Korean food’s rise to prominence in the UK over the last five years has been, well, rather slow.
We’re all pretty well versed in some of the other major Asian cuisines such as Japanese and Thai, but Korean hasn’t really gone mainstream.
While Food Spark has talked about Korean being taken high end, one particular facet of the cuisine, the fast-casual, has successfully captured the attention of consumers over the pond and makes up part of the Asian food boom which is currently happening in America.
Between 1999 and 2015 in the US, sales of Asian food rose by 135%, with Korean dishes such as bibimbap – bowls of rice accompanied by a mix of vegetables and, typically, with the choice of marinated beef or chicken, tofu, eel or seafood – becoming a daily meal for many Americans.
Plus, we've already highlighted how Korean rice balls are easy to make, eat and adapt.
Chimaek, a Korean fried chicken and beer concept, is also well rooted in the Big Apple, with the food fast becoming an integral part of New American cuisine.
The chimaek concept – named through a combination of ‘chicken’ and ‘maekju’, the Korean word for beer – has started to arrive in London through spots such as Wing Wing, which opened in London last year and now has two sites. New Korean concepts are also emerging, including chicken-centric On The Dak.
Other fast-casual Korean businesses have begun sprouting up over the last few years, so is the UK set to finally embrace a rather neglected sector of Asian cuisine?
Still more to be explored
Kimchee, a restaurant chain named after the Korean national dish – namely a spicy, pickled cabbage – was started by Dong Hyun Kim in 2011 after he saw a gap in the UK market and is now starting to take advantage of an adventurous, foodie London just ripe for a new trend.
After having set up shop in Holborn seven years ago, Kimchee welcomed their second outlet, in St Pancras, in 2017. Both have an expansive menu – including a variety of cold and hot noodle dishes, grill options and rice bowls – with prices reasonable throughout to consolidate their place in the fast-casual arena.
“We’re spoilt for choice in the UK when it comes to enjoying cuisines from around the world, with the market saturated with influences as close as the Mediterranean and as far away as Mexico and Thailand,” a Kimchee spokesperson told Food Spark.
“However, the traditional dishes and flavours of Korea are still relatively unknown and so provide a really exciting new and delicious offering for consumers in the fast-casual space.
“The national dish of Korea, kimchee, is just the start. Barbequed meats and fish, marinated tofu, spiced soups and fragrant stews all feature heavily on any Korean dinner table and we find that consumers love the variety of dishes, the beautiful layering of spices and the intense depth of flavour that Korean food offers.”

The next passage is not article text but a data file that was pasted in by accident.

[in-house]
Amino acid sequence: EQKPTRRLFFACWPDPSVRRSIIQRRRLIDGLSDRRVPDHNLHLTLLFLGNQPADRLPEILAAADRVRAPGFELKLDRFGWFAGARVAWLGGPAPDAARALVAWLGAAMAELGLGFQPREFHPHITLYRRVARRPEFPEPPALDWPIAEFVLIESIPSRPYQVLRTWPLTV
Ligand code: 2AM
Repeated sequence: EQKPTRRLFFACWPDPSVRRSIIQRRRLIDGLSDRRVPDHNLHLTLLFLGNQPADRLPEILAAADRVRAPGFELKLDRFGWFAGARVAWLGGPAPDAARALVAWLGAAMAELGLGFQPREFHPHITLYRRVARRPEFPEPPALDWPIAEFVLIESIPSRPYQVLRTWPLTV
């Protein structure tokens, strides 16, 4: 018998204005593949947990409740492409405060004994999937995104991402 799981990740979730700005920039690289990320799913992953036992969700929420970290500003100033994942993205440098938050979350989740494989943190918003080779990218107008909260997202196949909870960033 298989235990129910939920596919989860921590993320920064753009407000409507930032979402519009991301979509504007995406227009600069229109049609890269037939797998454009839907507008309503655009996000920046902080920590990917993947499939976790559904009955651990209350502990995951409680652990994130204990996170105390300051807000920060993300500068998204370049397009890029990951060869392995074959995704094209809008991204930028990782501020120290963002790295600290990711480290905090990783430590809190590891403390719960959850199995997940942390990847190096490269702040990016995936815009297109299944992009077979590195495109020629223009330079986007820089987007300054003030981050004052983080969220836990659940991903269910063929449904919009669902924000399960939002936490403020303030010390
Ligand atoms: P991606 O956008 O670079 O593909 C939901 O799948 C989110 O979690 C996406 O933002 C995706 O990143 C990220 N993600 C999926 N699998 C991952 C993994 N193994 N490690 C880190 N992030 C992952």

Bibimbap is by far the most popular, and not too much for those with less adventurous taste buds, says Kimchee’s spokesperson.
“Our demographic stems from Korean nationals in desperate need for some home comforts, to those in the UK wanting to try a different flavour from the Far East.
“We get lots of younger foodies through the doors however as the dishes range from the easily accessible and not too exotic to the intensely spicy, and authentic dishes from Korea, the restaurant caters for all ages and taste preferences.”
Being a highly adaptable cuisine with as much variation as some of its more mainstream counterparts, Korean cuisine has long been touted as an Asian food trend just waiting to happen – and fast casual could be the gateway for an increasingly curious UK.
What do you reckon Sparkie, is Korean ready for the big time?
Korean is definitely becoming quite a regular high street cuisine. Things like bibimbap stand out when it comes to the fresh, healthy options that have been growing in popularity. Unique products like the grill plate BBQ, where you cook your own meals on a hot plate in the centre of the table, have really made a mark too.
As it expands on the high street, retailers will take notice, but I think it might be a little while longer. Generally, the big supermarkets will run at least a year behind on trends, as the process to approve a new product drags out extensively.
For those in the industry preparing foods for retail, the time is probably right to begin experimenting with recipes in order to get things ready for when the call goes out.